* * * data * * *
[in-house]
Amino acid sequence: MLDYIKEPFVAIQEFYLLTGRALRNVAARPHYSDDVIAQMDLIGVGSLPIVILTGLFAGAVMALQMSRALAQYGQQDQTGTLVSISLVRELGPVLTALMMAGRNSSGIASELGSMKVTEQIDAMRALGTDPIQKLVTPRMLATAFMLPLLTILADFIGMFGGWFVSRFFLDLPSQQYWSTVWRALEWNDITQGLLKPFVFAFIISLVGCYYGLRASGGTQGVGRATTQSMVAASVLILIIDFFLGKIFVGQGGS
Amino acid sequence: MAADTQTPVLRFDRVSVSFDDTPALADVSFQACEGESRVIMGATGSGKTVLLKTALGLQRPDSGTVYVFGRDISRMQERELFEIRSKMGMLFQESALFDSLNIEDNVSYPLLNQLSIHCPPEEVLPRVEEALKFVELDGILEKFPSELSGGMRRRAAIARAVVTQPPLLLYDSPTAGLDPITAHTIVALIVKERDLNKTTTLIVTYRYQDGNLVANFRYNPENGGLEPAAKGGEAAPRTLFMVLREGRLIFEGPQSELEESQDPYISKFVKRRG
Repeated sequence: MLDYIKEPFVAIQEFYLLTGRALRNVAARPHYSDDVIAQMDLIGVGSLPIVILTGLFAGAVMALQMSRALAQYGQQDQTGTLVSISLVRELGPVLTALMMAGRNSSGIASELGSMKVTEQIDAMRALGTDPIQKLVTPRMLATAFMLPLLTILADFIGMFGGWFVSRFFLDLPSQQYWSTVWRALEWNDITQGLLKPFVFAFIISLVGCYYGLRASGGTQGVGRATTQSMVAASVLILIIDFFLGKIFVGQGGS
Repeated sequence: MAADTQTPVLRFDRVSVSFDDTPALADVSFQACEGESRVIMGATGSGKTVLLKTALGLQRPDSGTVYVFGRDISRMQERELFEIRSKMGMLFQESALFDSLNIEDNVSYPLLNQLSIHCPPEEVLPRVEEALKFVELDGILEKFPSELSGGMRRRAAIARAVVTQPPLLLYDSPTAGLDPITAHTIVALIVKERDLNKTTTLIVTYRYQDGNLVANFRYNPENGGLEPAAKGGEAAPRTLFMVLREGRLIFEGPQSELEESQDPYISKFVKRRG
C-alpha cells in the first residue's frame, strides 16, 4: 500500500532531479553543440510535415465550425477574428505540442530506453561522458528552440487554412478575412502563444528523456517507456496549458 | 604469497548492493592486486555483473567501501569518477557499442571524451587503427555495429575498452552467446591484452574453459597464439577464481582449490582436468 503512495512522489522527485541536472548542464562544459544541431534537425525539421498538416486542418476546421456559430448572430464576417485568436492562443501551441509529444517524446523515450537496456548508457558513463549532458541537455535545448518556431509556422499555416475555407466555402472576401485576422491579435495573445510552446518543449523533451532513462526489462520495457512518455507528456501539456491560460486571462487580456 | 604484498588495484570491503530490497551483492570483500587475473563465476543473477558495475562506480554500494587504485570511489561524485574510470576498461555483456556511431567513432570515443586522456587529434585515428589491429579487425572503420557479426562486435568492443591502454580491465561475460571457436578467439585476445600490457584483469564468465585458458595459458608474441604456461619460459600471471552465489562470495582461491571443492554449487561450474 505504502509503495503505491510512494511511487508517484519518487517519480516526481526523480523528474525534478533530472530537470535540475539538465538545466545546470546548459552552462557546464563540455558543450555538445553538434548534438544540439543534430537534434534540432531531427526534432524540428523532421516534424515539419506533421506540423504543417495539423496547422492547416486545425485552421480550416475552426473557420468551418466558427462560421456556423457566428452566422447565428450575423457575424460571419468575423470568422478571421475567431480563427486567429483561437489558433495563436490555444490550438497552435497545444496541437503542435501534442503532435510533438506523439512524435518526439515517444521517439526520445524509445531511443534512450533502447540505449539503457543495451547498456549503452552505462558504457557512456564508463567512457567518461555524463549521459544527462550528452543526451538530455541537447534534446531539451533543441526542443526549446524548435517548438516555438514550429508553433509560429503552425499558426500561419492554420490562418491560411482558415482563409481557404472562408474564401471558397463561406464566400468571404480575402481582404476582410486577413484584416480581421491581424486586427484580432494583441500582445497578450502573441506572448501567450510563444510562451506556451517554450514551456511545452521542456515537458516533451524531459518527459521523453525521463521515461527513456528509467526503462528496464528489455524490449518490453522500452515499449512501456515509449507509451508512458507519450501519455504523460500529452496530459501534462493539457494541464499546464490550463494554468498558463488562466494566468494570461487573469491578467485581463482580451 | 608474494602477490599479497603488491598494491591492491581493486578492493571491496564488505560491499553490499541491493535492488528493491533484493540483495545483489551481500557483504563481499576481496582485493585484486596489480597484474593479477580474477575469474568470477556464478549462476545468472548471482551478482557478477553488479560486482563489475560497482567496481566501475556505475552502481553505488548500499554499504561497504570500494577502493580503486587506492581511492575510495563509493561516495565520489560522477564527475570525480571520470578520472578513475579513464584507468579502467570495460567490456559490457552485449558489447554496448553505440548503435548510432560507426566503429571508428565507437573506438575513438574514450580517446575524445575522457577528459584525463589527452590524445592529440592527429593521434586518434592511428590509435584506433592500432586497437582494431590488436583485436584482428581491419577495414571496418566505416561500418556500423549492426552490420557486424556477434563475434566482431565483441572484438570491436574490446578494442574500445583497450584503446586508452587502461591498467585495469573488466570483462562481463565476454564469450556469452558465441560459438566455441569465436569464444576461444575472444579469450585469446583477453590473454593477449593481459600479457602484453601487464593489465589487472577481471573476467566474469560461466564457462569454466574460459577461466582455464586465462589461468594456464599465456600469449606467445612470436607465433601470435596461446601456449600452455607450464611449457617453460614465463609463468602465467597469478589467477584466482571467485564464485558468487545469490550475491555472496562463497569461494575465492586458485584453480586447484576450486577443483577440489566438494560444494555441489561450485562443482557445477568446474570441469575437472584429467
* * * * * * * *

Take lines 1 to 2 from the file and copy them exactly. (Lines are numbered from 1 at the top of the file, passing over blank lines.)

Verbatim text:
[in-house]
Amino acid sequence: MLDYIKEPFVAIQEFYLLTGRALRNVAARPHYSDDVIAQMDLIGVGSLPIVILTGLFAGAVMALQMSRALAQYGQQDQTGTLVSISLVRELGPVLTALMMAGRNSSGIASELGSMKVTEQIDAMRALGTDPIQKLVTPRMLATAFMLPLLTILADFIGMFGGWFVSRFFLDLPSQQYWSTVWRALEWNDITQGLLKPFVFAFIISLVGCYYGLRASGGTQGVGRATTQSMVAASVLILIIDFFLGKIFVGQGGS